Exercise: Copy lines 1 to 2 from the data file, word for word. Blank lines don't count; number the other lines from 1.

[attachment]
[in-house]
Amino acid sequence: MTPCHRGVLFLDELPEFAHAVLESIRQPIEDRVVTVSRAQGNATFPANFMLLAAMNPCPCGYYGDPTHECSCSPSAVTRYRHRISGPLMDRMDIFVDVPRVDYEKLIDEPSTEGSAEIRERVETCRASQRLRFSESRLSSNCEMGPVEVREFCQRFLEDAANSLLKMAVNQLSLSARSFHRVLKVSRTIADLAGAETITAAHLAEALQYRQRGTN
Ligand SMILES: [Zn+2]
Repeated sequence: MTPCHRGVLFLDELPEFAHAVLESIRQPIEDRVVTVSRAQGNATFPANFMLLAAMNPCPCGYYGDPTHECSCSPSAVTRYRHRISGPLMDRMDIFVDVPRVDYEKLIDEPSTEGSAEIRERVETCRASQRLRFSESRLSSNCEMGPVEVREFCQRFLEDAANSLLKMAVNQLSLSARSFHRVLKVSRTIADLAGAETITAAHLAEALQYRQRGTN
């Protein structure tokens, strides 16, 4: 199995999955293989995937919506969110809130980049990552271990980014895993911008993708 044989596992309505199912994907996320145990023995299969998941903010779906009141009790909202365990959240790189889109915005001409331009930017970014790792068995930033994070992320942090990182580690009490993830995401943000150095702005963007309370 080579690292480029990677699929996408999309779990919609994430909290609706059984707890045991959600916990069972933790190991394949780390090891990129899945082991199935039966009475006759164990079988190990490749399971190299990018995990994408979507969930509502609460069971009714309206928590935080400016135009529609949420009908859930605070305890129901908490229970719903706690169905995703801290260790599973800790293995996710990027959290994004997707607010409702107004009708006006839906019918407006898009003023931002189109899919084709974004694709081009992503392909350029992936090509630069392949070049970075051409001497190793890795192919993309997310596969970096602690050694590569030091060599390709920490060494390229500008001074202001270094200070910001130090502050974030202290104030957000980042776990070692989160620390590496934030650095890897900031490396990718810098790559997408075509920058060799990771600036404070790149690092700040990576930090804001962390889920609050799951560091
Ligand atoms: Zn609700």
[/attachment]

[in-house]
Amino acid sequence: MTPCHRGVLFLDELPEFAHAVLESIRQPIEDRVVTVSRAQGNATFPANFMLLAAMNPCPCGYYGDPTHECSCSPSAVTRYRHRISGPLMDRMDIFVDVPRVDYEKLIDEPSTEGSAEIRERVETCRASQRLRFSESRLSSNCEMGPVEVREFCQRFLEDAANSLLKMAVNQLSLSARSFHRVLKVSRTIADLAGAETITAAHLAEALQYRQRGTN